An indigenous state-of-the-art 3D Bio-Printer 'Mito Plus' launched by Indian Tech Startup Avay Biosciences has been found to be helpful in printing human tissues.
Bio-printing is a method of tissue replication that temporarily or permanently supports and nurtures living cells. This technique is a potential alternative to organ transplantation, which could be useful in manufacturing functional human tissues such as skin by using specifically engineered biomaterials or bio-inks to print artificial living tissues.
An indigenous state-of-the-art 3D Bio-Printer ‘Mito Plus’ launched by Indian Tech Startup Avay Biosciences has been found to be helpful in printing human tissues. Mito Plus was launched at Bengaluru Tech Summit held from November 16-18, 2022. The prototype of Mito Plus was installed at the Indian Institute of Science (IISc), Bangalore, the top-ranked science research institute by NIRF Rankings.
Mito Plus is an advanced version of 3D bio-printer developed with inputs on the prototype from the research lab of Dr. Bikramjit Basu at IISc, and developed by Avay, which an IIT Madras alumnus co-founded. It is one of the advanced 3D bio-printers in India. Avay Biosciences provides wholly indigenous software and hardware development for end-to-end Bio 3D printing solutions in India.
“MITO plus is an advanced bio-printer at its price range which can be used to print a wide range of biomaterials. This printer comes up with an inbuilt UV curing option, HEPA filter and effective temperature control features. In this the print-head and the print-bed can be cooled up to four degrees celsius and heated to 80 degrees celsius. MITO plus can be used for pharmaceutical drug discovery and drug testing applications, it can also be used in cancer biology and cosmetology applications,” said Manish Amin, Chief Executive Officer, Avay Biosciences.
Bio-printers work in almost the same way as other 3D printers do, with one major difference, i.e. instead of delivering materials such as plastic, metal or powders, bio-printers deposit layer of biomaterials, that may include living cells, to build complex structures like skin tissue, liver tissue, etc. 3D bio-printing is a unique gift to humanity through science and technology. However, many challenges are yet to be solved.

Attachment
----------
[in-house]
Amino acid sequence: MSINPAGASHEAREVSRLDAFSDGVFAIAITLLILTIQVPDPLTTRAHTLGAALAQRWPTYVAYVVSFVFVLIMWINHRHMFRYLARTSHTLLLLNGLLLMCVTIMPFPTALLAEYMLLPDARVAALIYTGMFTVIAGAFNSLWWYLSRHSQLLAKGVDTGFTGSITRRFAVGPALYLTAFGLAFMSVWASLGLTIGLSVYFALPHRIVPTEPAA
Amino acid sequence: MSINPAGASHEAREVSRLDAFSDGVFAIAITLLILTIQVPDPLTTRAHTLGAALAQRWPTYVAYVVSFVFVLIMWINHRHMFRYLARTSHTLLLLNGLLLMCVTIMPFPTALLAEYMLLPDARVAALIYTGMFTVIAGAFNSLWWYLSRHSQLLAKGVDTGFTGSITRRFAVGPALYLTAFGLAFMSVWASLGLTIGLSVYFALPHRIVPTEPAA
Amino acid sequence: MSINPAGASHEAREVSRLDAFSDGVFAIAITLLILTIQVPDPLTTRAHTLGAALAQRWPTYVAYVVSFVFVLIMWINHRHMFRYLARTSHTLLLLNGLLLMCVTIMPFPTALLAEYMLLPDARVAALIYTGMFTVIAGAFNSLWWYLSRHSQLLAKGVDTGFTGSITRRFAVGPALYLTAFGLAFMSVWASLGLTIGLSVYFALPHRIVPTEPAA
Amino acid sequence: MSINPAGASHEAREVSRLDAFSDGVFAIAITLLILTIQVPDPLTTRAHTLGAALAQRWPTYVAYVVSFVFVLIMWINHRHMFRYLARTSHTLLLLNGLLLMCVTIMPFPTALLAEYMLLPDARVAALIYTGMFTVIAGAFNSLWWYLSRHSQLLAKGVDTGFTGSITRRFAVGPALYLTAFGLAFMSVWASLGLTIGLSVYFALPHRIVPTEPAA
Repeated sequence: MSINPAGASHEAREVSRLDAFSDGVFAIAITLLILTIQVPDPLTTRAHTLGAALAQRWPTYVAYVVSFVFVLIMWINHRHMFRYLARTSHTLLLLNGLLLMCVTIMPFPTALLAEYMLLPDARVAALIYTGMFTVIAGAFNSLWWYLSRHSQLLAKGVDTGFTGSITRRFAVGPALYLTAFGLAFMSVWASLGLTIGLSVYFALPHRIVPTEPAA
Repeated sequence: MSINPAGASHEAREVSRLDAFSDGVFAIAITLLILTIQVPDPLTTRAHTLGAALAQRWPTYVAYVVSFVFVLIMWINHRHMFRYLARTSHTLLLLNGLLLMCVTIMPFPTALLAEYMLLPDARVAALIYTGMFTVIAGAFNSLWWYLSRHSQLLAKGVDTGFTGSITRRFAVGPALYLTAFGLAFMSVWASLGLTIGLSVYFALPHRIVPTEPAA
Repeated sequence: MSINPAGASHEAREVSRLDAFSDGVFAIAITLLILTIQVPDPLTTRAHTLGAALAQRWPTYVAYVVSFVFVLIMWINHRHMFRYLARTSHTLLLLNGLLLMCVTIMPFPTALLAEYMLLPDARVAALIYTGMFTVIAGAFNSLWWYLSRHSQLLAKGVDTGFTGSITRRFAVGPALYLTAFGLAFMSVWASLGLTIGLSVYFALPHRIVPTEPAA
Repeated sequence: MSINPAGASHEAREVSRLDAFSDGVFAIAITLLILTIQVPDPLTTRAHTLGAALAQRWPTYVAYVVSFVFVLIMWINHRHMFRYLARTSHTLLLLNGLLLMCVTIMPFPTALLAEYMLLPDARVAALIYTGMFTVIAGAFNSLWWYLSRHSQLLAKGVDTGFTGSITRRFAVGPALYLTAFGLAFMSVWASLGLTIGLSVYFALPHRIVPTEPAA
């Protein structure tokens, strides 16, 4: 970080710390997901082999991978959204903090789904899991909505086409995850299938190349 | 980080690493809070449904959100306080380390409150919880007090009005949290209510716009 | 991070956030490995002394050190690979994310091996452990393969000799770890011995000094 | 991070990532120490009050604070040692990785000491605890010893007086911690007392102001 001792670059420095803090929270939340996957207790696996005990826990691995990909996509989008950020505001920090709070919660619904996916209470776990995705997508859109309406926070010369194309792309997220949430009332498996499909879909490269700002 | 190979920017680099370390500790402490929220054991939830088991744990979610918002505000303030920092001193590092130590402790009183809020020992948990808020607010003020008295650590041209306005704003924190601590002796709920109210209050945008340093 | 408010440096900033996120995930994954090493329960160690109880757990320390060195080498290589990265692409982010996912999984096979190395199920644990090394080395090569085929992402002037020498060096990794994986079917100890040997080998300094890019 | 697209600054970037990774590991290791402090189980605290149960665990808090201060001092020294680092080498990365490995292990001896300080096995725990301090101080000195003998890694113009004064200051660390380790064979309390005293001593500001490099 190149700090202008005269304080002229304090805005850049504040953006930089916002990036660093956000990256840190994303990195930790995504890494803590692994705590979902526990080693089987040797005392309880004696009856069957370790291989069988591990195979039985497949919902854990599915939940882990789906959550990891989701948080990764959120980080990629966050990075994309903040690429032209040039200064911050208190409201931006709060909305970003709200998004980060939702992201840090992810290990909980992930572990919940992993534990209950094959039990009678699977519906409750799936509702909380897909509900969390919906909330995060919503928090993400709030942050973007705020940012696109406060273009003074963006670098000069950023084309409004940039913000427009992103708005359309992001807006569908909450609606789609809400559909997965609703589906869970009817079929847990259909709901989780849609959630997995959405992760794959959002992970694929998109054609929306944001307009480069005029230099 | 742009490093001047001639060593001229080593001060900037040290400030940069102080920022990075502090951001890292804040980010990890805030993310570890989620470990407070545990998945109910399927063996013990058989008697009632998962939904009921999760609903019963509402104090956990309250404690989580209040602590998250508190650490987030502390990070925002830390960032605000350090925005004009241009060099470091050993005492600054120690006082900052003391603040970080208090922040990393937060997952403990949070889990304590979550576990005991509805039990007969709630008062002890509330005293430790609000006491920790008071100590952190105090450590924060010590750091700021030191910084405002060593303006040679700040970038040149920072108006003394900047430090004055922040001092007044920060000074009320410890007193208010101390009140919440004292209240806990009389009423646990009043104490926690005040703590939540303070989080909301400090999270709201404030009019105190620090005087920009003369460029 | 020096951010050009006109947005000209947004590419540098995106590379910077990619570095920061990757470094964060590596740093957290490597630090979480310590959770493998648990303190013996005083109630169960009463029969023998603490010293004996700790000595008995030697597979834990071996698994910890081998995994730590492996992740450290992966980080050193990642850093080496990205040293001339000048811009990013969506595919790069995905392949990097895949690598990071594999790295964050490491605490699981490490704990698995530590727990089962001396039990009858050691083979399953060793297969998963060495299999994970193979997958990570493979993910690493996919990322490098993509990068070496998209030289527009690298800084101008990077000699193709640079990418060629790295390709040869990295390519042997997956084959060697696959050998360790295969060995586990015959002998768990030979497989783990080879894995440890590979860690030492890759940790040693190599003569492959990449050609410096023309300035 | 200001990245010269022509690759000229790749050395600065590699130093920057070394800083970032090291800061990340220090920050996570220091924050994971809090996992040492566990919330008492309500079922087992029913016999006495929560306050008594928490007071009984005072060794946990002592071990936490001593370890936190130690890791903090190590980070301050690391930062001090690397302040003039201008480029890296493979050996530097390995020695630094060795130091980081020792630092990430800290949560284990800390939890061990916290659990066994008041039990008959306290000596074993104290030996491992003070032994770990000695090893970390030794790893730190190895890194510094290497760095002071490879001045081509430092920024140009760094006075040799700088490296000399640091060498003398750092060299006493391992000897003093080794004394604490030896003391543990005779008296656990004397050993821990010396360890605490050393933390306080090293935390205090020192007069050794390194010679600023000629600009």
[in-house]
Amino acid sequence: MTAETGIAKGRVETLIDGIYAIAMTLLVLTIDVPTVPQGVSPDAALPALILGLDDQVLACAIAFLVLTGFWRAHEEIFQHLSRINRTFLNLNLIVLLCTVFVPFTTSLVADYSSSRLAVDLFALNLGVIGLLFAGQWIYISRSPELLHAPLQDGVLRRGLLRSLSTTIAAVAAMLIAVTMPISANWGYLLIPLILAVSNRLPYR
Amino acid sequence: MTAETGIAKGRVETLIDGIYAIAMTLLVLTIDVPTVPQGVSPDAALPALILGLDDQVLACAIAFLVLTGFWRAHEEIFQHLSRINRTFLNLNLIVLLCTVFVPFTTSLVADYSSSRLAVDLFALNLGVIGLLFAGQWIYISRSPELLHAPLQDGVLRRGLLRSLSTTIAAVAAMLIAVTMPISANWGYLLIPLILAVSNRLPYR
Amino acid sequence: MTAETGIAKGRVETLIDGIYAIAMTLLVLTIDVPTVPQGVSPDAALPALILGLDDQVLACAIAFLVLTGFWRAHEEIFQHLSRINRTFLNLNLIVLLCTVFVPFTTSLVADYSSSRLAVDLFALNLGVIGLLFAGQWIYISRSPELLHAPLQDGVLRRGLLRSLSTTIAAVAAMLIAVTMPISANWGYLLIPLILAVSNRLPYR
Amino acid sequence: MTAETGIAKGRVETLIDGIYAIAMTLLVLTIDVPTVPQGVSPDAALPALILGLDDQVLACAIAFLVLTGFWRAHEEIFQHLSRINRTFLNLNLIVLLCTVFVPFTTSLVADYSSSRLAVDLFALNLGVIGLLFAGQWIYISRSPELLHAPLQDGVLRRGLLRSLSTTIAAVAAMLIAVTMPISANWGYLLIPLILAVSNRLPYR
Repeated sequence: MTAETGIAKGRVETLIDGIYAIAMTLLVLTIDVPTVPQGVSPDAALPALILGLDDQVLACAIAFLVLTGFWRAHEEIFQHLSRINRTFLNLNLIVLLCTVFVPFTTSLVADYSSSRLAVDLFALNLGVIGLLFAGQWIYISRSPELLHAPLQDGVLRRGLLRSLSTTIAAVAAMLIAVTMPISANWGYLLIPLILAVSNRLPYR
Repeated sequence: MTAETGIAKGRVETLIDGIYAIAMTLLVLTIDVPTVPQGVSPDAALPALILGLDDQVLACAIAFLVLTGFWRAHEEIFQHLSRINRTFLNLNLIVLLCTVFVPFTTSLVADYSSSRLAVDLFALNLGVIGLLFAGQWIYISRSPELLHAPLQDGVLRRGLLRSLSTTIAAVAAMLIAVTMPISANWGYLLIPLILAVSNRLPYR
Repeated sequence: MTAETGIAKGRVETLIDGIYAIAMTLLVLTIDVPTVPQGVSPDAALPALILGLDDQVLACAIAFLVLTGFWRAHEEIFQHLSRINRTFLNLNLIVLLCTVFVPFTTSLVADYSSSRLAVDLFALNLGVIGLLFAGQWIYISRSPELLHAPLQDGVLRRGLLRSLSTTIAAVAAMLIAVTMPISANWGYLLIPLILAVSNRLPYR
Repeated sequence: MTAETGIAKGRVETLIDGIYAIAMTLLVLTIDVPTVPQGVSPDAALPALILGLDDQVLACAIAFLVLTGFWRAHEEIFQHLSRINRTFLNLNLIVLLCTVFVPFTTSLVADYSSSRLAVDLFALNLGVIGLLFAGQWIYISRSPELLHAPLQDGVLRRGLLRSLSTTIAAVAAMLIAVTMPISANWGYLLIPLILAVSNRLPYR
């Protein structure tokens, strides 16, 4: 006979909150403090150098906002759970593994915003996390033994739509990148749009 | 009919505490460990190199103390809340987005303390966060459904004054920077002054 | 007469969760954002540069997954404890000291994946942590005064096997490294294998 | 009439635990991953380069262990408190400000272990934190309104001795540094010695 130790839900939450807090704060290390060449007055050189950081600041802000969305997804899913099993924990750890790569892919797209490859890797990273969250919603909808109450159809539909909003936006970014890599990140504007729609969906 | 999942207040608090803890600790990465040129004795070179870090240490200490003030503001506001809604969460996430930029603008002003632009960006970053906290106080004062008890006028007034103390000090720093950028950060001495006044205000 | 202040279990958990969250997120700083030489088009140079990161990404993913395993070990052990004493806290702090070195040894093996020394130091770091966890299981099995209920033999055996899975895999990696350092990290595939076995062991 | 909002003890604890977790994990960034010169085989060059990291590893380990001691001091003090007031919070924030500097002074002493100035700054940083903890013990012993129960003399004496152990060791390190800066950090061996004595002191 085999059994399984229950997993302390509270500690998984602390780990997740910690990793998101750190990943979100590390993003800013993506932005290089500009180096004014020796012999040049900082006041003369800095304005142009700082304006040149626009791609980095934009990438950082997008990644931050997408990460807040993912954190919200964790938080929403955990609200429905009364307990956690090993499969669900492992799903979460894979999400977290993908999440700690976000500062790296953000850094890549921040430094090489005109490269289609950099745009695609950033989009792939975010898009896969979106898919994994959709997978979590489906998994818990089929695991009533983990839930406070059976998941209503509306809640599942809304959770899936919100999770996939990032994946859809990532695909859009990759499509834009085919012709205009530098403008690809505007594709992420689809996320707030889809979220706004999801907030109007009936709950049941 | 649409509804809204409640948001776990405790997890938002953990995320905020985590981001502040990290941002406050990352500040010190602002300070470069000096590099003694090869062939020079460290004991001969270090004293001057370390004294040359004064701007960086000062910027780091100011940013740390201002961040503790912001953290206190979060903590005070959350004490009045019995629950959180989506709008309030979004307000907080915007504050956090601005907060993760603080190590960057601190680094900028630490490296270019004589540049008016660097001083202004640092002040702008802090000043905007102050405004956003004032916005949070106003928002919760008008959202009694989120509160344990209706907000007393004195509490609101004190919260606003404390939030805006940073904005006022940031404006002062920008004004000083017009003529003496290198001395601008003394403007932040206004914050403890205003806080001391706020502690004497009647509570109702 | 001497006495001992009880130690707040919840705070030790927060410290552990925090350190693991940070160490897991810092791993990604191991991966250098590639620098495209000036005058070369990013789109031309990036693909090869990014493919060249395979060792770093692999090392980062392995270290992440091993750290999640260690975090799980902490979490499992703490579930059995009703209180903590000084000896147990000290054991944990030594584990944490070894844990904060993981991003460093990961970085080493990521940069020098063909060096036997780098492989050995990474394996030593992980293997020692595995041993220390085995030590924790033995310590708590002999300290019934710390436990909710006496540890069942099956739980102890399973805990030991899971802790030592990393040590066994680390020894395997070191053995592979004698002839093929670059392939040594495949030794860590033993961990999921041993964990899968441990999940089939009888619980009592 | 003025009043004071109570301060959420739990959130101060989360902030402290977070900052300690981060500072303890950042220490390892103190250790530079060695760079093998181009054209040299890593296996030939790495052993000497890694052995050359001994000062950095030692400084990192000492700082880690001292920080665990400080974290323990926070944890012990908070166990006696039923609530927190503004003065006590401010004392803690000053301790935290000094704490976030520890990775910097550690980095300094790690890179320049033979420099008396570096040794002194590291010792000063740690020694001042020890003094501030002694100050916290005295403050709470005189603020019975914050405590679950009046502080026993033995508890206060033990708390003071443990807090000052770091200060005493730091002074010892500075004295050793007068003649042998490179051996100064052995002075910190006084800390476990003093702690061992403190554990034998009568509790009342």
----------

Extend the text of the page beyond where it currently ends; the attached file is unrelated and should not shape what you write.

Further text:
“There is still a long way to go before we can create fully functioning and viable organs for human transplant,” Amin explained.
“We are working on having our printers develop skin – the most common type of layered tissue that could help victims of severe burns. These tissues can also be used for toxicology screens and other testing mechanisms,” said Suhridh Sundaram, Chief Operating Officer, Avay Biosciences.
Typically bio-printing uses various polymers which attempt to recreate the extracellular matrix (ECM) native to the specific cell. The availability of cost-effective bio-printers is essential in developing artificial organs, since all future research depends on this infrastructure. If animal cells are used, bioprinting can also be utilized to create artificial meat, a space-age food dream.
Apart from premier Research and Development institutions such as IIT Madras and IISc Bangalore, the tech startup’s customers and collaborators include the Institute of Chemical Technology (ICT), Mumbai; National Institute of Pharmaceutical Education And Research (NIPER), Hyderabad; and BITS Pilani (Goa Campus).